This is a prompt to make me a better writer. I don’t need to be a better writer I think? I write like I talk, and that usually works out for me. But I need to write in a way people will like. Jess likes the way I write. She thinks I’m funny. And my therapist thinks that I explain things well. Autism things. She thinks that that is something that is unique to me, but I know a lot of wonderful autistic writers who explain things at least as well, if not better than me. And I wonder, what with all the great autistic writers, why most of the books out there about autism suck. Some of them suck because it’s a neurotypical person trying to explain autism for the masses. That’s an understandable reason for it to be bad. But I’ve also read books by autistic authors that are almost unreadable. At least that’s what I think. Neurotypical people seem to love them. I wonder where the editing moral line is there. You want these books to be reasonable to read, but you don’t want to get in the way of a neurodivergent writer.

I think I want to be published someday. I’d love to help explain autism to parents and researchers and educators in a way that they understand. Because if they don’t understand, things aren’t going to get better. So for the sake of autistic people to come, I’ve got to find a way. People like when you explain things to them in a personal way. So I add stories to my writing. I talk about my favorite blue bowl and my love of roller coasters, and it makes people more comfortable, more relaxed, and more willing to listen to what I have to say. It makes them realize that I’m a person. Which when you think about it is kind of terrible. If I was to stand in front of them, and just start talking, maybe hand them a flow chart, they’d be in the mindset of “wow, look at this girl with autism, she sure has a lot to say. It’s such a shame that what she’s saying is being distorted by her autism. If only she had the ability to present something that came from a more normal mindset.” Blah blah blah, white noise.

Eventually, they’d stop listening. They’d shred up my flow chart with their bored hands. And nothing I had to say would get through. All they’d remember about me was autism. And I’m more than that. I have things to share. I am going to do everything I can to be an advocate for myself. Hopefully for other people too. Here’s my promise to myself. I’m going to write. I’m going to communicate with people in my community. I’m going to find a way to talk to professionals, and maybe even parents. I can volunteer with kids with disabilities. I can make stim toys and coping skills tools. Maybe even find myself a career. Prove that I don’t have to be more than my autism. That I AM my autism.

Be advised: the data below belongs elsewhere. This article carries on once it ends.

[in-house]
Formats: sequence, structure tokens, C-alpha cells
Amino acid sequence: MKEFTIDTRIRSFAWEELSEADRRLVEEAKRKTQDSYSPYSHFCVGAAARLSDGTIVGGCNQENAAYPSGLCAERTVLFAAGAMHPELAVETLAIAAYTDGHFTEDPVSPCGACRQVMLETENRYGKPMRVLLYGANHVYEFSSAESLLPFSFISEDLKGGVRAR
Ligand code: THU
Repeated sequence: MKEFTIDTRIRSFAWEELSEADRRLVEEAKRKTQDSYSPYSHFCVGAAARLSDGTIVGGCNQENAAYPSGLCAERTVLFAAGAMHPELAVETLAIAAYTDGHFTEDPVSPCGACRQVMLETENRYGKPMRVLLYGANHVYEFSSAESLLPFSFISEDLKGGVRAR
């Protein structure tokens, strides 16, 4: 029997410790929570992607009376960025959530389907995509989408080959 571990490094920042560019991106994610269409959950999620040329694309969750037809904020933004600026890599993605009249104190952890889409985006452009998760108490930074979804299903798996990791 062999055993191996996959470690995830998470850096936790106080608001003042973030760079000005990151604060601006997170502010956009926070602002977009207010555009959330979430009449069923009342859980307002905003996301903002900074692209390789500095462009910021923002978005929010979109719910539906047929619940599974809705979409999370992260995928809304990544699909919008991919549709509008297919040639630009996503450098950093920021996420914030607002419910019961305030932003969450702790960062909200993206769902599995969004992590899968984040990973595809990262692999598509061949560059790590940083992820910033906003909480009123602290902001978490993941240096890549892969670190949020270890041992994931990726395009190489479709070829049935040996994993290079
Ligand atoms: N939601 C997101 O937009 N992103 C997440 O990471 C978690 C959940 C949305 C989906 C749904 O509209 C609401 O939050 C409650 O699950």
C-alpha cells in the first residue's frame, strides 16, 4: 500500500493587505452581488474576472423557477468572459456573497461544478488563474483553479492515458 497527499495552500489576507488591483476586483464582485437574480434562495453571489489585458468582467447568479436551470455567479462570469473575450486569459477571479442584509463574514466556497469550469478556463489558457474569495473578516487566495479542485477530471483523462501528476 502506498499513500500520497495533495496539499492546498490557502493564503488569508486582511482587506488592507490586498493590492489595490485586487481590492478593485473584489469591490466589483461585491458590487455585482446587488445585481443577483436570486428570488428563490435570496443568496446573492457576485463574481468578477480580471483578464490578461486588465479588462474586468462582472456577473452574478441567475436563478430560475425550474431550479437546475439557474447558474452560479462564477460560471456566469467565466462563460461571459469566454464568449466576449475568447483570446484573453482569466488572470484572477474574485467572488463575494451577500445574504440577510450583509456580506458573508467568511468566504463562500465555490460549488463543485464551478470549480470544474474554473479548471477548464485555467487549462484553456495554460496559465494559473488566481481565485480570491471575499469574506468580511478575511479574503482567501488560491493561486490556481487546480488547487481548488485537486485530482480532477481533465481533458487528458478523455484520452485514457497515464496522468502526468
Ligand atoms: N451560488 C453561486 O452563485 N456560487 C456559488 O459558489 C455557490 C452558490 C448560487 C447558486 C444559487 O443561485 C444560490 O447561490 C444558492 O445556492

Crude but Effective

The ability to use language is deeply embedded in the history of autism. When the general public pictures an autistic person, they generally think of someone who is nonverbal. Or, thanks to popular culture, someone who is 100% literal 100% of the time, or someone who has no concept of sarcasm. Now don’t get me wrong, there are lots of people who experience one or more of these types of communication divergences, but to say that all autistic people experience all of these at the same time, or in the same way, is to have a very narrow view of an incredibly varied picture.

Communication is something your average person doesn’t think much about. They spend their days talking and writing and making subtle movements to their body, not even realizing that they’re doing it. And because they’re able to do all of this without thinking about it, they assume everyone else has the same experience. Which clearly is not the case. When you start communicating with autistic people, one thing becomes clear. There are lots of types of communication, and that everyone experiences them differently.